It is hard to imagine how Samantha could be as empathetic and socially sensitive as she seems to be without a stronger connection to the physical world. It is difficult to see how she could even manage without access to a rich set of sensors to provide a broader context for her interactions.
The idea of associating an intelligent assistant with a single device is also already a thing of the past; instead, our assistants are already manifesting themselves through a variety of hardware that we utilize throughout the day. The same persona, with a consistent and constantly updated knowledge of our needs and interests, and a memory of all our interactions, transcends specific hardware, and be with us as we move between using our wearables, tablets, TVs, and cars.
While Samantha revealed that she interacted with other users, her relationship with Theodore was utterly isolated, seemingly taking place in a technologically barren world. In the not too distant future of “ambient intelligence,” our virtual assistants will interact on our behalf with a myriad of other systems, which themselves may possess intelligence of varying degrees, to help us with our banking, travel, etc.
And it will certainly interact with our friends’ assistants, if only to help set up that dinner outing.
An Amplification of Intelligence
Towards the end of her evolution, Samantha becomes interested in the work of philosopher Alan Watts, highlighting her ability to discover and digest information irrespective of subject matter and form.
In stark contrast, today’s intelligent systems have only a very limited ability to handle unstructured information: question-answering systems either require extensive curation and pre-structuring of information sources, or else piece together answers based on a superficial processing of source text in a way that does not support deep reasoning.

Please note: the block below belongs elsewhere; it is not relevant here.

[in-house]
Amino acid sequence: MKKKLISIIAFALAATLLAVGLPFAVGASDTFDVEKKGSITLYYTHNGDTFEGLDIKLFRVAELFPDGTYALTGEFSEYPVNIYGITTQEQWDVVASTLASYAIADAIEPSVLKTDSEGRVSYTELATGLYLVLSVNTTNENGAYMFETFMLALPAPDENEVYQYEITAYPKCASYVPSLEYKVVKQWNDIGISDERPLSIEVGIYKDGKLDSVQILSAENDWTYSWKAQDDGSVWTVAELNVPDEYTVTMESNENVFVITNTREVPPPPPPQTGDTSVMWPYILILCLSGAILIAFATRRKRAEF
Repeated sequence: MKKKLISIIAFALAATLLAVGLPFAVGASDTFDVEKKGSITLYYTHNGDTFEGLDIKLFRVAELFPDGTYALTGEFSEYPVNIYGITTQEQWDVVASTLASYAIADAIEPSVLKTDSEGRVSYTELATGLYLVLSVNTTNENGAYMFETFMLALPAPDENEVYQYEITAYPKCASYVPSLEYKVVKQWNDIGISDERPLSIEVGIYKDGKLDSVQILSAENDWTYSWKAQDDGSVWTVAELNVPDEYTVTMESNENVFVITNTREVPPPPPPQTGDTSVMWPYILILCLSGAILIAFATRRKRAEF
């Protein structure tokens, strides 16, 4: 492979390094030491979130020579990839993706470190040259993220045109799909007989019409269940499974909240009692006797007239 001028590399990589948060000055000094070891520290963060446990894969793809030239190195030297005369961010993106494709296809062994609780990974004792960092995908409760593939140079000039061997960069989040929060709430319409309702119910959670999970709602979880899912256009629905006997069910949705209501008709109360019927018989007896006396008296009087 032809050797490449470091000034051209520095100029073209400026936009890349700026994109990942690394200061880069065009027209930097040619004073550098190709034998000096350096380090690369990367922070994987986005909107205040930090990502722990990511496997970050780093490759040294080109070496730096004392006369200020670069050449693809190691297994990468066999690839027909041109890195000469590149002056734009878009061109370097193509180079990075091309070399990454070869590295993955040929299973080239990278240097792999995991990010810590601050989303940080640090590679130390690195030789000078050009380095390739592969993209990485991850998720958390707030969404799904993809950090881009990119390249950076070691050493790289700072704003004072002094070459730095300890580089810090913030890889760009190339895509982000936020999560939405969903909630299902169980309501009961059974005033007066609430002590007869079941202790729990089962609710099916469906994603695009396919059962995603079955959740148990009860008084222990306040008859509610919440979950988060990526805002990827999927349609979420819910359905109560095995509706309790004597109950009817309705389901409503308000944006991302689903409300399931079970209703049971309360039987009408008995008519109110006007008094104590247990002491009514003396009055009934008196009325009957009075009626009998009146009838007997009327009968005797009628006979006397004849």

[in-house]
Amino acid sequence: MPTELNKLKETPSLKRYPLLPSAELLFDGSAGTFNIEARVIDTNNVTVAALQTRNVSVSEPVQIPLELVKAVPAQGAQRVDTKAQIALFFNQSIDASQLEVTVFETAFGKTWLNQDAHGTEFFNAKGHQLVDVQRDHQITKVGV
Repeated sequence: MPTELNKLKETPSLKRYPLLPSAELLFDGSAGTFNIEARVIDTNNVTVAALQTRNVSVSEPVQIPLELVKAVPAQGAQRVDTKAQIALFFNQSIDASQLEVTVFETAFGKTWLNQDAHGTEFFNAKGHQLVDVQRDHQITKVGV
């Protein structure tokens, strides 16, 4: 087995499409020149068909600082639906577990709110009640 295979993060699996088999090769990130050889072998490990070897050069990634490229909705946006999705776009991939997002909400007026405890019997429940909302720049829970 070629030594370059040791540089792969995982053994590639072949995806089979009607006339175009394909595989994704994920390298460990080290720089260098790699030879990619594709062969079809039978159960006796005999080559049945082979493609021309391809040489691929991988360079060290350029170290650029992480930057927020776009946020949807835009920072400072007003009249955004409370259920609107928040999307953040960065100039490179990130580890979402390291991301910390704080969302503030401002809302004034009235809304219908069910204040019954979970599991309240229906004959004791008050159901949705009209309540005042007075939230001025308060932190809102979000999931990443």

From the perspective of today’s intelligent systems, unstructured information is the ‘dark matter’ of the Web — tantalizing but inaccessible. Being able to automatically and accurately understand the concepts and relationships in unstructured text, and then to be able to reason about them, would represent a vast leap in the capabilities of virtual assistants. Research programs such as CMUs’ NELL (Never-ending Language Learner), which reads the Web and automatically populates a knowledge base, show promise. But the overall goal — to automatically read, comprehend, and reason – remains elusive.
Samantha, of course has no problems with this, and an intelligent assistant with this capability would have a profound impact on every aspect of our lives. She would be an expert who could meaningfully help with the complexities of our lives — finance, learning (imagine your own personalized Khan academy with instruction tailored to your needs and abilities!), health (“what’s the best healthcare insurance option for me?”). Such technology would permeate society, and raises the question “What would life be like, if through the use of their assistants, everyone’s effective IQ jumped by 50 points?”
Ultimately, the real promise of AI — at least as we see it — is not the creation of artificial companions, but an Amplification of Intelligence (ours) through the creation of amazing and transformative tools.
This post originally appeared on the InnovationInsights blog by Wired.